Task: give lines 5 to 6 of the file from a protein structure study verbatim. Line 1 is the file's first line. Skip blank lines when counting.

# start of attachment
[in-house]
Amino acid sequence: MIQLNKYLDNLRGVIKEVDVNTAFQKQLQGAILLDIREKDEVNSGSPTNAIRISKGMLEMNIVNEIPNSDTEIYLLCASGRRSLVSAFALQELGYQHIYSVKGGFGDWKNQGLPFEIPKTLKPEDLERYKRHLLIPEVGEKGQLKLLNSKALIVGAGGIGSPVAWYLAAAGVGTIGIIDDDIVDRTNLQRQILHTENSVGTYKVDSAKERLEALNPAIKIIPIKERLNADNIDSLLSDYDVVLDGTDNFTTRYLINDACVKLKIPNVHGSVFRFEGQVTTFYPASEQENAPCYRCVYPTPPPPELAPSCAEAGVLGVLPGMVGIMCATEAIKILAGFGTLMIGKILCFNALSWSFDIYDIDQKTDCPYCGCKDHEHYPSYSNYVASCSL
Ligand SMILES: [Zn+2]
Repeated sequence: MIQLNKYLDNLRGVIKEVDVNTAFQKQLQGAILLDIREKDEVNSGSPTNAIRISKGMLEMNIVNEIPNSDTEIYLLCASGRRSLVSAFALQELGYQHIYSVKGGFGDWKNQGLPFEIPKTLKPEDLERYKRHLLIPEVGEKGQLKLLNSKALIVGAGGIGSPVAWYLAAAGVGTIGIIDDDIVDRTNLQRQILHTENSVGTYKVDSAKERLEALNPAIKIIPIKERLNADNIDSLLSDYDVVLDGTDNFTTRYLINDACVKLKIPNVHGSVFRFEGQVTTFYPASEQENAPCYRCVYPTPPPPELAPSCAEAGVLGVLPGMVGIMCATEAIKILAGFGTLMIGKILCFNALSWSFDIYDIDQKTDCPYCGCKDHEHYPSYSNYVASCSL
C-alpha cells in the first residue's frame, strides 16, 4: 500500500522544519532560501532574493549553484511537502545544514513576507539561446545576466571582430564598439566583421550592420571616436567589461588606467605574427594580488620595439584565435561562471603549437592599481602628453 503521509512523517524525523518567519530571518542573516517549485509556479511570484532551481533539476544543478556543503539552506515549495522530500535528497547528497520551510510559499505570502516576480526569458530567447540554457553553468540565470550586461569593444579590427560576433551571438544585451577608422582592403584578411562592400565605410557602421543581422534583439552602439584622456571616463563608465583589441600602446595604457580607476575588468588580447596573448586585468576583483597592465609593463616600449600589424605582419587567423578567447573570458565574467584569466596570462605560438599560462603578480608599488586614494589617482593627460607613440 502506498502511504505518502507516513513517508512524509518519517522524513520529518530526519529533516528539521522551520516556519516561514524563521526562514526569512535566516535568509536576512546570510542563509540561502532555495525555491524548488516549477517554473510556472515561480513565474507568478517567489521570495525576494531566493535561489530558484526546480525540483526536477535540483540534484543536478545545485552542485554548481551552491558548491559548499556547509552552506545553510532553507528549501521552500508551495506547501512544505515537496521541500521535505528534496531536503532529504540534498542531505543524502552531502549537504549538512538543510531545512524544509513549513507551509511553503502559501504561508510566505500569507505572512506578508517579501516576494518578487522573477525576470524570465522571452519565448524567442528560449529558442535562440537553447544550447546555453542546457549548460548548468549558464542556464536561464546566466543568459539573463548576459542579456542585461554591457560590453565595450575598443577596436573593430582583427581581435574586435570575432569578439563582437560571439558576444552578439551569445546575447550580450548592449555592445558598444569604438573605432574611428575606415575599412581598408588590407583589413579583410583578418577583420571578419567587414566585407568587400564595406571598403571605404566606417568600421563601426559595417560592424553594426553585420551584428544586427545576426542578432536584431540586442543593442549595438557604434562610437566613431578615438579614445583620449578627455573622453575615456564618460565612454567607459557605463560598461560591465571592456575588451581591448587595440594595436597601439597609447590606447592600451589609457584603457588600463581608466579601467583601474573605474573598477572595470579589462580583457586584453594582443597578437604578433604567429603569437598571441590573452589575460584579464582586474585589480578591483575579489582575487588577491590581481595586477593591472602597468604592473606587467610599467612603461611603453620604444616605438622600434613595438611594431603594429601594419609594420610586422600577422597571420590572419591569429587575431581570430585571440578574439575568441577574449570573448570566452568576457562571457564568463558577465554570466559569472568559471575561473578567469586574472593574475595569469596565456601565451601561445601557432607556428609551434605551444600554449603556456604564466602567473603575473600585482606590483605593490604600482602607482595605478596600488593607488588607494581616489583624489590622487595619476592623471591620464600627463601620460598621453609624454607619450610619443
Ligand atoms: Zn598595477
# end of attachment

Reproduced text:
C-alpha cells in the first residue's frame, strides 16, 4: 500500500522544519532560501532574493549553484511537502545544514513576507539561446545576466571582430564598439566583421550592420571616436567589461588606467605574427594580488620595439584565435561562471603549437592599481602628453 503521509512523517524525523518567519530571518542573516517549485509556479511570484532551481533539476544543478556543503539552506515549495522530500535528497547528497520551510510559499505570502516576480526569458530567447540554457553553468540565470550586461569593444579590427560576433551571438544585451577608422582592403584578411562592400565605410557602421543581422534583439552602439584622456571616463563608465583589441600602446595604457580607476575588468588580447596573448586585468576583483597592465609593463616600449600589424605582419587567423578567447573570458565574467584569466596570462605560438599560462603578480608599488586614494589617482593627460607613440 502506498502511504505518502507516513513517508512524509518519517522524513520529518530526519529533516528539521522551520516556519516561514524563521526562514526569512535566516535568509536576512546570510542563509540561502532555495525555491524548488516549477517554473510556472515561480513565474507568478517567489521570495525576494531566493535561489530558484526546480525540483526536477535540483540534484543536478545545485552542485554548481551552491558548491559548499556547509552552506545553510532553507528549501521552500508551495506547501512544505515537496521541500521535505528534496531536503532529504540534498542531505543524502552531502549537504549538512538543510531545512524544509513549513507551509511553503502559501504561508510566505500569507505572512506578508517579501516576494518578487522573477525576470524570465522571452519565448524567442528560449529558442535562440537553447544550447546555453542546457549548460548548468549558464542556464536561464546566466543568459539573463548576459542579456542585461554591457560590453565595450575598443577596436573593430582583427581581435574586435570575432569578439563582437560571439558576444552578439551569445546575447550580450548592449555592445558598444569604438573605432574611428575606415575599412581598408588590407583589413579583410583578418577583420571578419567587414566585407568587400564595406571598403571605404566606417568600421563601426559595417560592424553594426553585420551584428544586427545576426542578432536584431540586442543593442549595438557604434562610437566613431578615438579614445583620449578627455573622453575615456564618460565612454567607459557605463560598461560591465571592456575588451581591448587595440594595436597601439597609447590606447592600451589609457584603457588600463581608466579601467583601474573605474573598477572595470579589462580583457586584453594582443597578437604578433604567429603569437598571441590573452589575460584579464582586474585589480578591483575579489582575487588577491590581481595586477593591472602597468604592473606587467610599467612603461611603453620604444616605438622600434613595438611594431603594429601594419609594420610586422600577422597571420590572419591569429587575431581570430585571440578574439575568441577574449570573448570566452568576457562571457564568463558577465554570466559569472568559471575561473578567469586574472593574475595569469596565456601565451601561445601557432607556428609551434605551444600554449603556456604564466602567473603575473600585482606590483605593490604600482602607482595605478596600488593607488588607494581616489583624489590622487595619476592623471591620464600627463601620460598621453609624454607619450610619443
Ligand atoms: Zn598595477